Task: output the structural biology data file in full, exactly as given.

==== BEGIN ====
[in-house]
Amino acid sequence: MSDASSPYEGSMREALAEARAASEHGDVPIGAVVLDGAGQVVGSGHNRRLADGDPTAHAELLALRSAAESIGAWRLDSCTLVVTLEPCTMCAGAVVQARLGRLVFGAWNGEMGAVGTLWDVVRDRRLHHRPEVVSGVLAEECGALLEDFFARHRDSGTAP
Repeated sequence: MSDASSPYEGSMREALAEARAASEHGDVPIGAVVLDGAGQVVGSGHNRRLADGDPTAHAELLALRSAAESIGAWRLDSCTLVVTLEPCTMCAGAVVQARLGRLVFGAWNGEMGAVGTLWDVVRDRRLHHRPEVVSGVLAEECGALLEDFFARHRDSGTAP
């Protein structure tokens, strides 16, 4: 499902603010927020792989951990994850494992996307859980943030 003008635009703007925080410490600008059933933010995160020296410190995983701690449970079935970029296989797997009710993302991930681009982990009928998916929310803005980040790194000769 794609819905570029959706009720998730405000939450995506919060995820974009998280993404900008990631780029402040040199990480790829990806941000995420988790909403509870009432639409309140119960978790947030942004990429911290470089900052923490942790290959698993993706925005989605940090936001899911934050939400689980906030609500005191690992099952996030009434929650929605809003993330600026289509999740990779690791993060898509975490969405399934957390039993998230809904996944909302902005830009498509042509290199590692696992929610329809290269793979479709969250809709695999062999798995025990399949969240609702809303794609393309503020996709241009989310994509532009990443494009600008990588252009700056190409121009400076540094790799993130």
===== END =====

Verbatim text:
[in-house]
Amino acid sequence: MSDASSPYEGSMREALAEARAASEHGDVPIGAVVLDGAGQVVGSGHNRRLADGDPTAHAELLALRSAAESIGAWRLDSCTLVVTLEPCTMCAGAVVQARLGRLVFGAWNGEMGAVGTLWDVVRDRRLHHRPEVVSGVLAEECGALLEDFFARHRDSGTAP
Repeated sequence: MSDASSPYEGSMREALAEARAASEHGDVPIGAVVLDGAGQVVGSGHNRRLADGDPTAHAELLALRSAAESIGAWRLDSCTLVVTLEPCTMCAGAVVQARLGRLVFGAWNGEMGAVGTLWDVVRDRRLHHRPEVVSGVLAEECGALLEDFFARHRDSGTAP
């Protein structure tokens, strides 16, 4: 499902603010927020792989951990994850494992996307859980943030 003008635009703007925080410490600008059933933010995160020296410190995983701690449970079935970029296989797997009710993302991930681009982990009928998916929310803005980040790194000769 794609819905570029959706009720998730405000939450995506919060995820974009998280993404900008990631780029402040040199990480790829990806941000995420988790909403509870009432639409309140119960978790947030942004990429911290470089900052923490942790290959698993993706925005989605940090936001899911934050939400689980906030609500005191690992099952996030009434929650929605809003993330600026289509999740990779690791993060898509975490969405399934957390039993998230809904996944909302902005830009498509042509290199590692696992929610329809290269793979479709969250809709695999062999798995025990399949969240609702809303794609393309503020996709241009989310994509532009990443494009600008990588252009700056190409121009400076540094790799993130």